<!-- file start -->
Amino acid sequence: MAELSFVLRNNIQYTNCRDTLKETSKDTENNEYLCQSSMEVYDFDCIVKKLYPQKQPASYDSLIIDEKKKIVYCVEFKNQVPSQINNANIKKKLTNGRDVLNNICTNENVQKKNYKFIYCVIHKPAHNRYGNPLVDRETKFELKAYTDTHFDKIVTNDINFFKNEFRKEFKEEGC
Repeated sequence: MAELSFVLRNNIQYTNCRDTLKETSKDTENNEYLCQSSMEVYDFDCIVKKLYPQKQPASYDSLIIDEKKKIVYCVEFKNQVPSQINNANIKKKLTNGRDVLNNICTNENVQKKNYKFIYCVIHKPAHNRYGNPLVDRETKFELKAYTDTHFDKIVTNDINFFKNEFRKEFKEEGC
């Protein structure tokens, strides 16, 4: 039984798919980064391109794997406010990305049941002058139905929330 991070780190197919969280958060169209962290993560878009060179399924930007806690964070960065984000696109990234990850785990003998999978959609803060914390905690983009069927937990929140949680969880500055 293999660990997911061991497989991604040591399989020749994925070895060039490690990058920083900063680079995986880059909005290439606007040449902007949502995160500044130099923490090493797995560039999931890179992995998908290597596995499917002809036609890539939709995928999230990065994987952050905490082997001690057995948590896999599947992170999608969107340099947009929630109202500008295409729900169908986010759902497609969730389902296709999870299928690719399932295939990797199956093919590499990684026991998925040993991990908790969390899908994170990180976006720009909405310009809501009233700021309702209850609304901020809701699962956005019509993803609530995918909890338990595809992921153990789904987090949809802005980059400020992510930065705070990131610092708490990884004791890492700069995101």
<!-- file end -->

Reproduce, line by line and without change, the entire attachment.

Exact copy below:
Amino acid sequence: MAELSFVLRNNIQYTNCRDTLKETSKDTENNEYLCQSSMEVYDFDCIVKKLYPQKQPASYDSLIIDEKKKIVYCVEFKNQVPSQINNANIKKKLTNGRDVLNNICTNENVQKKNYKFIYCVIHKPAHNRYGNPLVDRETKFELKAYTDTHFDKIVTNDINFFKNEFRKEFKEEGC
Repeated sequence: MAELSFVLRNNIQYTNCRDTLKETSKDTENNEYLCQSSMEVYDFDCIVKKLYPQKQPASYDSLIIDEKKKIVYCVEFKNQVPSQINNANIKKKLTNGRDVLNNICTNENVQKKNYKFIYCVIHKPAHNRYGNPLVDRETKFELKAYTDTHFDKIVTNDINFFKNEFRKEFKEEGC
């Protein structure tokens, strides 16, 4: 039984798919980064391109794997406010990305049941002058139905929330 991070780190197919969280958060169209962290993560878009060179399924930007806690964070960065984000696109990234990850785990003998999978959609803060914390905690983009069927937990929140949680969880500055 293999660990997911061991497989991604040591399989020749994925070895060039490690990058920083900063680079995986880059909005290439606007040449902007949502995160500044130099923490090493797995560039999931890179992995998908290597596995499917002809036609890539939709995928999230990065994987952050905490082997001690057995948590896999599947992170999608969107340099947009929630109202500008295409729900169908986010759902497609969730389902296709999870299928690719399932295939990797199956093919590499990684026991998925040993991990908790969390899908994170990180976006720009909405310009809501009233700021309702209850609304901020809701699962956005019509993803609530995918909890338990595809992921153990789904987090949809802005980059400020992510930065705070990131610092708490990884004791890492700069995101």